Interview with Prof. Gerd Nonneman

Rahman Dağ*


First of all, I think, the reason of Arab uprising should be questioned. From your point of view, what is the fundamental reason for Arab insurgency from Morocco to Bahrain? Is it only because of the worse social and economic condition of local people or is there something more?

Gerd Nonneman: There is no question at all in my mind that the causes are a combination of grievances, first, over poor economic conditions, second, over the lack of human dignity and room for expression that came with authoritarian regimes, and third, the extent of corruption and misallocation of resources that those same regimes were responsible for. Three key things enabled it to happen. The first was a spark that had to be struck and reported on: the suicide of the Tunisian market seller became that spark. The second was the widespread availability of communications networks, both internal and external. Internally, such things as Facebook were important; externally, the key role was initially played by Al-Jazeera, and this was built upon by other Arab and international networks. The third was the willingness of traditional external supporters of these governments to criticise and then drop them.

Any ideas that these events might have been somehow caused by external forces or conspiracies are without foundation, even if some may afterwards have tried to make the most of the events.

It seems that Bahrain and Libya is occupying a central place on the discussion on Arab insurgency and its causes and possible effect on the Middle East. What do you think about what makes them so special? Is it because of the level of violence in these countries or there is something more political concern on them?

Gerd Nonneman: Bahrain and Libya are not the only ones at the centre of attention: so are Syria and Yemen. The reason is fairly obvious: they’re the cases that have most recently featured serious violence and may put into question the wider success of the Arab Spring. There are also serious wider security questions raised by all these cases: in Bahrain because of the impact on the GCC states and the country’s role as a US base; in Yemen because of the fear of state collapse; in Libya because of the effect on Egypt and Tunisia as well as on immigration to Europe; and in Syria because of the impact on Lebanon and the Arab-Israeli theatre.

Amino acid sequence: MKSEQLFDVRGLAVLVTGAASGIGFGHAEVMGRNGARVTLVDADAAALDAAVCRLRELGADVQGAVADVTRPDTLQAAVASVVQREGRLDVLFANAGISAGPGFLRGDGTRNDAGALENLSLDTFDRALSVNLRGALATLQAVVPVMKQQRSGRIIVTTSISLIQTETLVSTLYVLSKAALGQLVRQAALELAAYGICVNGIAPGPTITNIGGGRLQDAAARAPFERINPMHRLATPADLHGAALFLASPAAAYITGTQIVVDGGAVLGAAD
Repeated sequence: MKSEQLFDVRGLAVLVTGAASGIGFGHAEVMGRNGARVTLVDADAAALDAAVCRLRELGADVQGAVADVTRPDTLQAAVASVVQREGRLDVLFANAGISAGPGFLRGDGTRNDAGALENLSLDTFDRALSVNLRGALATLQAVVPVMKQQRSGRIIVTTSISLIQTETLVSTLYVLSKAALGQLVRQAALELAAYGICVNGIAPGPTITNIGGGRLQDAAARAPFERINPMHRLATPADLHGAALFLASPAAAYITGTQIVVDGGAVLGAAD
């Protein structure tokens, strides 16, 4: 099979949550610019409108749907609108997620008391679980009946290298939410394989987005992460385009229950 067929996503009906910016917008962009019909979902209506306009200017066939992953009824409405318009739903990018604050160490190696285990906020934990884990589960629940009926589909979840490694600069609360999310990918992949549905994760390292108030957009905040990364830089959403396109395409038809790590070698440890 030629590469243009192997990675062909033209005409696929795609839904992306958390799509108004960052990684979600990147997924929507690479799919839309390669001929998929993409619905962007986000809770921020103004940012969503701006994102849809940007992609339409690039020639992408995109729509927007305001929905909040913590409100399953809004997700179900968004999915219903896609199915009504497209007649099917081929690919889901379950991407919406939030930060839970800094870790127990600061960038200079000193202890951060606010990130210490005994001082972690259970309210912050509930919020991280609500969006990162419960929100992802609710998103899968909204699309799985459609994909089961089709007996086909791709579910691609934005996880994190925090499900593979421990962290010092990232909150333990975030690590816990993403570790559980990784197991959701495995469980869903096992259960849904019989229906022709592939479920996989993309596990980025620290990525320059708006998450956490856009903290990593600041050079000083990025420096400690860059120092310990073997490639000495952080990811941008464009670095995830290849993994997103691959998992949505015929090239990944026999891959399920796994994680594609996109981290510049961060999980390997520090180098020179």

In terms of Bahrain, there is a common debate as to being a centre of cold war between Iran and Saudi Arabia. Do you think that the only problematic issue is the rule of Sunni government over majority Shiite population? Is not there a global perspective on this issue? For instance, power struggle between Iran and the USA in the region?

Gerd Nonneman: Clearly Bahrain does play a role in both these cold wars, but the Saudi and US reactions have nevertheless been different. Saudi Arabia simply wasn’t willing to accept any apparent challenge to monarchy or even the least hint of Iranian influence. Hence the hardline reaction. This clashed with the US, which did want to see genuine reform in Bahrain, both because they do not believe that Iran was behind the upheaval, and because they felt it was the best way to avoid medium-term instability. The difficulty for the US, of course, was that in this case Bahrain also is a hard-to-replace base for regional and even wider operations, including for repairs etc. Also, there is a realisation that a majority of the Sunni population probably do not share the agenda of the protesters, so it is not a clear-cut regimes versus the people scenario. For both these reasons, US and Western condemnation of Bahrain have been more restrained than in other cases.

It might come to you really strange but if somebody asked you about possible emergence of religiously conservative and democratic Middle Eastern powers against the conservative and democratic Western powers what would your answer be? One of them is originally coming from the Islamic civilization and the other one from Christian civilization. 

“The geopolitical landscape is certainly shifting to some extent, and relations between Western states and many in the Middle East- whether reformers or non-reformers – will be affected, albeit not in any drastic way.”

Gerd Nonneman: The geopolitical landscape is certainly shifting to some extent, and relations between Western states and many in the Middle East, whether reformers or non-reformers, will be affected, albeit not in any drastic way. The reformers, whether or not Islamist movements gain a measure of power, will be more willing to challenge Western policies or preferences that don’t fit their own preferences. Pro-Western non-reformers will treat the West with less deference too, but in this case because they will see them as less of a reliable partner than in the past. But that does not mean that previously pro-Western states will simply turn around: basically, positive relations will remain in existence, even if they will be attenuated and less ‘taken for granted.’ However, it is by no means so very likely that one would get a united ‘conservative’ Islamist style of government in any of these states.

As you know, as soon as an insurgency erupted in an Arab country, the main concern of some countries in the Middle East and the western counties commences to articulate a danger of that political Islam or radical Islamic groups would take the power in these countries. Do you agree with this concern or not? Could you please explain why?